But what's great is how deep the textual prophecy of their joint deaths is running—No one must ever come between my brother and my sister, Tyrion says, imagining their heads on spikes, and Cersei is completely confident that he isn't dead because he'd wait for me. I am so excited for the final culmination of them, I don't even care how the middle is spent—I mean, lie, I care very deeply and will yell at Jaime (and Cersei, when need be! But this book, it's on Jaime) as long as he chooses to fuck around the liminal space, but also I get that it's a textual inevitability that he spend a good chunk of time bro-ing the fields fallow with Brienne (AND HOPEFULLY HER TROOPS, by which I mean I am gunning for Jaime-and-Hyle bickerbusiness. God help me, somewhere in my rambles on Tumblr, I found myself actually shipping Brienne/Hyle in perfect earnest; I hope like no other that he's not dead), it's an arc thing. But the end of the arc, the end of their joint arc, is the valonqar, and I think it has to be the end for the both of them—she dies by definition, his arc will never achieve more complete apotheosis (from Kingslaying to Queenslaying, one act that vilified him in the eyes of the people even though he knew it to be good and one that will absolve him to them even though he knows it to be evil), and they are going out as they came in. Together. And every time the text calls out to this—and it does, it's ingrained, it's gorgeous—I clap my hands and feel validated. I am really, really not one for predicting readerly outcomes, but I have thought about this a lot.

And so, speaking of apotheosis, we come to Cersei.

Cersei, Cersei. This wasn't her book, not like A Feast for Crows was her book, but my god, she was unbelievable in this book. In the cell, unbroken and half-mad but aware of the delirium and dreaming of Jaime and still proud but, more than proud, canny. Cersei Lannister is not good at ruling, no, but Cersei Lannister is good at fighting, at self-preservation, at winning her way out of tight corners. That's her battleground; she's not made for peace but she's great at clawing her way on both sides of it. That confession was smart, in a way that much of her ruling choices wasn't, because her confession was a weapon and a battle plan. Not a compromise. Never an acquiescence.

And my god, what comes next.

(Apparently, that's what the Red Wedding felt like to people with normal emotional centers in these books? I am just extrapolating. I was shaking and nauseous and I couldn't keep reading for at least an hour. I had bitten my hand, one half out of feelings and one half perhaps just out of how gorgeous the prose was. GRRM's prose rarely hits noticeable heights, but moments like that, like the Red Wedding, like the birth of the dragons at the end of the first book, stand out far and fierce because of it. It was wonderful. Also, it was terrible. But it was wonderful.)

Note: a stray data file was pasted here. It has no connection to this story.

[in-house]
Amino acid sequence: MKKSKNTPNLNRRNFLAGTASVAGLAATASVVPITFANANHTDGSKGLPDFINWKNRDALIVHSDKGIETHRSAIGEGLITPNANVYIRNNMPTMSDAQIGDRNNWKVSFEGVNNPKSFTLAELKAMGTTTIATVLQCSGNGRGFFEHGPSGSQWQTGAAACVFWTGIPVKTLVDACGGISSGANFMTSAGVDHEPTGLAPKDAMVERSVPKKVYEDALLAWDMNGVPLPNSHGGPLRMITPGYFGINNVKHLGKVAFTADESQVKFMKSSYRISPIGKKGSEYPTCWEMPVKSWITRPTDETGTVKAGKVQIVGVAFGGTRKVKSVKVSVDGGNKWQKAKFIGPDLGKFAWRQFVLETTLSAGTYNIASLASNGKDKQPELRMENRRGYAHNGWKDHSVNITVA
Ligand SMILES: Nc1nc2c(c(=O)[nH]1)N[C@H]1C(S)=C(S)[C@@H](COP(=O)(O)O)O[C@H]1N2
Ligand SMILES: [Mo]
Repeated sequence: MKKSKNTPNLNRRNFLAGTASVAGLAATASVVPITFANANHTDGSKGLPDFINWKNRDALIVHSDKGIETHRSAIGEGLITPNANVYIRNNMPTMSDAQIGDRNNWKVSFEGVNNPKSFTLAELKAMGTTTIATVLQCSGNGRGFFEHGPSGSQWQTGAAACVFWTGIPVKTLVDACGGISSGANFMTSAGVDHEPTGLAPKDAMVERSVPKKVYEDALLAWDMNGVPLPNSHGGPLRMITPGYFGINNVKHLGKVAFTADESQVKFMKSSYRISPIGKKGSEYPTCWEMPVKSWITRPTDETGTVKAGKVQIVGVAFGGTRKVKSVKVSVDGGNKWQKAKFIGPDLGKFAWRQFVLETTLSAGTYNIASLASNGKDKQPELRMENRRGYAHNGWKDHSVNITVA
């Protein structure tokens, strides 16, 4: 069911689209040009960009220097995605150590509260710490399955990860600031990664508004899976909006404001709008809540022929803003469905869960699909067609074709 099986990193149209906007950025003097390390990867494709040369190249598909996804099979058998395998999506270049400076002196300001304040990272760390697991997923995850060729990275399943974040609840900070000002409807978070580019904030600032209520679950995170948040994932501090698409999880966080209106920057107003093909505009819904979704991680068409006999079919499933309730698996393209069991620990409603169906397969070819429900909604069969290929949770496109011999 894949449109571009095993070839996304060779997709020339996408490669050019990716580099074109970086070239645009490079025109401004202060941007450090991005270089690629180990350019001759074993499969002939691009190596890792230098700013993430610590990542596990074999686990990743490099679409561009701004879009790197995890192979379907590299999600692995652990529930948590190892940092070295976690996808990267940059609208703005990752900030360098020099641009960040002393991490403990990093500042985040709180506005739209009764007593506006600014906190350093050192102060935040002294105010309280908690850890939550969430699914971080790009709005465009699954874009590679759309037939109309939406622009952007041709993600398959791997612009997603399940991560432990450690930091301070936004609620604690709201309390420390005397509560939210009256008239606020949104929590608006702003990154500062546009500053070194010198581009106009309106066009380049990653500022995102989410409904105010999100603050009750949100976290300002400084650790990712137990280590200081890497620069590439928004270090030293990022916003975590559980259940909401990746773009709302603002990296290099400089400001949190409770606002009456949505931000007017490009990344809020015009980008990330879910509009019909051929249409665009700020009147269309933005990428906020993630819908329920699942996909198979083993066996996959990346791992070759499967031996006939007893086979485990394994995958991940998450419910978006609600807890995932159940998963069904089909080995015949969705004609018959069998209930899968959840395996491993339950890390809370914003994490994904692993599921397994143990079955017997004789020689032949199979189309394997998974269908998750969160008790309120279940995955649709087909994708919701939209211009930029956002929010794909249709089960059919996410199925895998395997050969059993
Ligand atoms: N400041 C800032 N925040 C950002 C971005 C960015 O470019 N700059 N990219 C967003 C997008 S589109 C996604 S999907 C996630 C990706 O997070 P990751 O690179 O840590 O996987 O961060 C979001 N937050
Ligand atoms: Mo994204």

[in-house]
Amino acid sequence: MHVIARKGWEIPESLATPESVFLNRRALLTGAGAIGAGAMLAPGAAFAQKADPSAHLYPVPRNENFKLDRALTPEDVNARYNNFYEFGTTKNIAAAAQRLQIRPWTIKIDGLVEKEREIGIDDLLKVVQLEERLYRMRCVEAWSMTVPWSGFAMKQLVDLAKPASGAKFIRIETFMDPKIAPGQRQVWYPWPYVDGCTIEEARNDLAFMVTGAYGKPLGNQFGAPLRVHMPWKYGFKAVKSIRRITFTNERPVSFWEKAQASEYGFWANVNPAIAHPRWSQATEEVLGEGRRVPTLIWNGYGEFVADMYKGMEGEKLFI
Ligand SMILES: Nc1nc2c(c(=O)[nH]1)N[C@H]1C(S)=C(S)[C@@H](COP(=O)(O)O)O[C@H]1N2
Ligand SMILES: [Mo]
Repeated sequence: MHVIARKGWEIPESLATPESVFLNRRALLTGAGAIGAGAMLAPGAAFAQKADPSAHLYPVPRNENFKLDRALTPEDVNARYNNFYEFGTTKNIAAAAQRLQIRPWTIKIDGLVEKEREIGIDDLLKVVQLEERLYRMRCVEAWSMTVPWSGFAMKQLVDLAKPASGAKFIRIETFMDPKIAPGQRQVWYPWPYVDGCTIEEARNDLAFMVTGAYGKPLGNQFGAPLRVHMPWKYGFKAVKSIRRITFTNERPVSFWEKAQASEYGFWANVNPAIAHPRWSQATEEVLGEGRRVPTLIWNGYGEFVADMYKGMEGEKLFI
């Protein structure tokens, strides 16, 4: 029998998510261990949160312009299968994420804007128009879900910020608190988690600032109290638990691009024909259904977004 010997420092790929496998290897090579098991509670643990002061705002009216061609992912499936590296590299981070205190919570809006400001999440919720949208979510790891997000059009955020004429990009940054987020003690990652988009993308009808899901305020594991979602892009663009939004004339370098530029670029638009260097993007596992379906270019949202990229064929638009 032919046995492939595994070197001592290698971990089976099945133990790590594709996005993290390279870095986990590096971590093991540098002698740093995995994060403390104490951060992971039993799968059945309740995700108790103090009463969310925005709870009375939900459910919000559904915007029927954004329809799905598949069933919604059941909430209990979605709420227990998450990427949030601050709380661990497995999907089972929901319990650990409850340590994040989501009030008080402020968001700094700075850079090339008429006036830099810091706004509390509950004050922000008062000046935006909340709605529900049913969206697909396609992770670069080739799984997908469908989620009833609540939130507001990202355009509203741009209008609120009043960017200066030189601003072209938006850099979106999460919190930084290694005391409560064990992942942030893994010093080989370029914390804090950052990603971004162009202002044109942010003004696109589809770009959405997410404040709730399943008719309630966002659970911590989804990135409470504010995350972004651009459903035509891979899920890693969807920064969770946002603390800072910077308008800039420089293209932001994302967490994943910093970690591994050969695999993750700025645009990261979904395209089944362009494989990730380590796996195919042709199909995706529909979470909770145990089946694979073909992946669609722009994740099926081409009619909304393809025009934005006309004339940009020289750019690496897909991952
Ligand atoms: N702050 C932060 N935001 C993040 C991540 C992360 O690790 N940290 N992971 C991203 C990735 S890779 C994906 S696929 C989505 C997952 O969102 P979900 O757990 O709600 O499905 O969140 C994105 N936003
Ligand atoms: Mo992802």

Cersei Lannister, my fierce, vicious, gilded queen, stripped of everything and still unbent. Lady Godiva without hair, clad in gooseprickles and pride. Beautiful and human and proud and unwilling to look down, every breath a promise of revenge and a vow to herself, believing in herself completely even when she has nothing to cling to or hide behind, not a hair. Not a good person, never a good person, but never, ever apologizing, never needing to lighten her soul, not when her soul is a kind of weapon, its intrinsic ruthlessness a kind of armor. Cersei Lannister, ladies and gentlemen. This is the book that will be used to break the faces of everyone in fandom who has ever suggested that Cersei Lannister get raped to death, who has ever offered up masturbatory-gory endgame fates for her because "she deserves it." (Back to Watsonian perspective, do you want to talk to me about how much I hate Kevan Lannister, because I could actually write odes.) This is the book that gets flung at anyone who calls her flat, or stereotypically evil, or uniquely or completely evil, or any kind of limited character. Cersei Lannister is the greatest character, and I can't think about this chapter very long without my stomach twisting completely in on itself. It was horrible and it was apotheosis and I love this character so much it's actually not healthy.

She makes it through. She doesn't see defeat, not for a second. She believes that she is invincible even with bloody feet on filthy cobblestones, even when she's completely vulnerable; even when she breaks, when she runs, she's not broken on the other side. And there, waiting for her, is Ser Robert Strong. (How much do I love that he is named Ser Robert. So much.) Cersei Lannister is not down for the count. In a perverse way, this—adversity, the world trained against her—is always going to be where she is at her best.

(Also she made me cry over cunnilingus, what the fuck is that. This ship made me cry over cunnilingus, that is not how either crying nor cunnilingus are supposed to work.)

The second-best thing about the epilogue (THE BEST EPILOGUE) (well no, Lady Stoneheart is forever the best epilogue, but MY FAVORITE EPILOGUE) was all the text about her having been "declawed", because: fuck no. We know better. We've been in her head. And fuck no.


(I feel a bit the ridiculous sadist over the fact that I got so ridiculous over the epilogue—there was definite leaping-up-and-hugging-self, I am going to admit openly—but also, no, really, the worst dude; until Ramsay Bolton gets his slow, horrific turn, no death in the series could make me happier. BYE, KEVAN LANNISTER. :D :D :D)

So that was great. That was super great.

Now, into the fic-to-work-out-my-feelings portion of my life, as every book gets its Lannister-emotions exorcism, apparently. I may or may not have already started wedding-morning indulgence...? (I FUCKED JAIME ON THE MORNING OF MY WEDDING. Guys, sometimes I think about the fact that this ship and these characters exist and I can't breathe.)
Tags: a song of ice and fire, meta